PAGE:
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Family, Child-Rearing, and the Role of Women (December 3, 1961)

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Complicating the situation is the increasing length of vocational training, which more and more often also necessitates a separation from the family household, thus continuing to limit the possibilities for adolescent children to contribute financially to supporting the family. Extending compulsory schooling to ninth and perhaps even tenth grade and expanding the continuing education track will serve to increase this economic burden even more.

This and a number of other factors have generally caused the economic burden on families with children to increase considerably, for reasons beyond the control of individual families. Consequently, having children has led to social declassing, a decline to totally different social classes. This development has now led to consequences that are of great significance in our context. It has forced families into taking two emergency exits, which, although tending to alleviate the effects of the economic pressure and declassing, serve to weaken the family’s child-rearing powers at a decisive point. The family has responded to the economic constraints, first, with the housewife and mother taking up gainful employment, and second, by limiting the number of its children.

Gainful employment of the mother is not a solution

It is not a “solution” to have our housewives and mothers work outside the home; it is a forced evil. We must always keep in mind how the spiritual, personality-forming, so-called “second birth” of the child, especially in the first years of its life, decidedly takes place under the helping hand of the mother in the parents’ home. The profound experience of tenderness, encouragement, and care – as only mothers can give – teaches the toddler how to feel affection and love and to return it. The child needs the loving and loved person of the mother, someone to turn to as it grows into a world in which everything is at first new and unfamiliar. For the sake of the mother, the child learns self-control, to acquire skills, to be good, and to become independent.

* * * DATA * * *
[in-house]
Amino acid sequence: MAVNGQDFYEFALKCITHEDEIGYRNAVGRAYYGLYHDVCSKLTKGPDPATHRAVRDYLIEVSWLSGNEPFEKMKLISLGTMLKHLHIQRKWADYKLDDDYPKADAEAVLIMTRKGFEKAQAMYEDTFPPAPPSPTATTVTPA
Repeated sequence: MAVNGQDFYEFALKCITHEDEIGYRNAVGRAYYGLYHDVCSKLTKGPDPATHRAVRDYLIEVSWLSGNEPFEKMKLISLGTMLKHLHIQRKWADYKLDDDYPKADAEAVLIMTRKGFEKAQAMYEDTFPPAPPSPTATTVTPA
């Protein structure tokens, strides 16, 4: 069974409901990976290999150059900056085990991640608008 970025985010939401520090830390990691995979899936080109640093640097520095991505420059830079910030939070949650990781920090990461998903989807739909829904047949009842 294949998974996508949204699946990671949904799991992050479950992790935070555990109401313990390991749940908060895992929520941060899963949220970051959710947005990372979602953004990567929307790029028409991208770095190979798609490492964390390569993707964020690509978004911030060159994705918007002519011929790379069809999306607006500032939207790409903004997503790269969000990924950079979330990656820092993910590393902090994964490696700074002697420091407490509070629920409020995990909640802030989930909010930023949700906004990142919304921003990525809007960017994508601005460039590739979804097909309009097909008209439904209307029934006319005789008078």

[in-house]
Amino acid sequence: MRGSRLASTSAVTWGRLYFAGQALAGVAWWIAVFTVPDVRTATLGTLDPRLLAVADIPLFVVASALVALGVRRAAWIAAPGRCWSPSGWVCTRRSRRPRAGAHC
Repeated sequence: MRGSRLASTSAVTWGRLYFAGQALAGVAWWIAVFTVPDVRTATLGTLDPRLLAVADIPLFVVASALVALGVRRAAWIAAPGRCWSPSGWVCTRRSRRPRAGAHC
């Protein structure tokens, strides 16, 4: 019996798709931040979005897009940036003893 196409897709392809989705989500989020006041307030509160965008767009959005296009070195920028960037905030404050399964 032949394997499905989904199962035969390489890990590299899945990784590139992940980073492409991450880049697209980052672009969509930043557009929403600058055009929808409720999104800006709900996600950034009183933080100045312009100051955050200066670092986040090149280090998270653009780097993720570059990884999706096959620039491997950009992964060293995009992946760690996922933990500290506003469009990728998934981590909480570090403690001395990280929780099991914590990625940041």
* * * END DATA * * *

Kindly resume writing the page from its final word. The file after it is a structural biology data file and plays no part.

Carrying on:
The loving devotion of the mother, in its constancy and depth, is and remains just as important for development in older children and adolescents. A mother’s love and care supports the young person through the hurdles of education and the crises of puberty, sets a good example and conveys role models and value standards. Her love accompanies her child with understanding and forgiving sympathy along the path of life, in the child’s search for a place in life and for fundamental interests, ideas, ideals. It awakens and reinforces the powers of the mind and the conscience and provides the first basis for faith in God and knowing the true meaning of life as a basic foundation of support throughout a person’s further development.

For these reasons, the occupation of being a mother is a full-time occupation and far more important than any other gainful employment. The occupation of mother is a vocation of immense significance, continuing its impact into the present and future of our people.

[ . . . ]

Source: Franz-Josef Wuermeling, “Die Familie von heute und ihre Erziehungskraft” [“Today’s Family and its Child-Rearing Powers”], in Bulletin (Press and Information Office of the Federal Government), no. 238, December 21, 1961, pp. 2241-43, and no. 239, December 22, 1961, pp. 2249-51.

Translation: Allison Brown

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